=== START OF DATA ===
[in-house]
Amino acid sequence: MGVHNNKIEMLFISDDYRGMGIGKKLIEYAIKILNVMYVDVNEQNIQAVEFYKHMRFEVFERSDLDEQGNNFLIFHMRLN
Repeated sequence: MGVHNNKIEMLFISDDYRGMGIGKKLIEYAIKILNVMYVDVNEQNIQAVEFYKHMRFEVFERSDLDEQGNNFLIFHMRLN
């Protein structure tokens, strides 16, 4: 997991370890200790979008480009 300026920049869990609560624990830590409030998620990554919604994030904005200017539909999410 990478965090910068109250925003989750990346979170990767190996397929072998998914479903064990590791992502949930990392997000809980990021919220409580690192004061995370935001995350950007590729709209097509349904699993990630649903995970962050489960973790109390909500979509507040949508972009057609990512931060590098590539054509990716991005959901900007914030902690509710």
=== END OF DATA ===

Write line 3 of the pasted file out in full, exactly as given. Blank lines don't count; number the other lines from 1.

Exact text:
Repeated sequence: MGVHNNKIEMLFISDDYRGMGIGKKLIEYAIKILNVMYVDVNEQNIQAVEFYKHMRFEVFERSDLDEQGNNFLIFHMRLN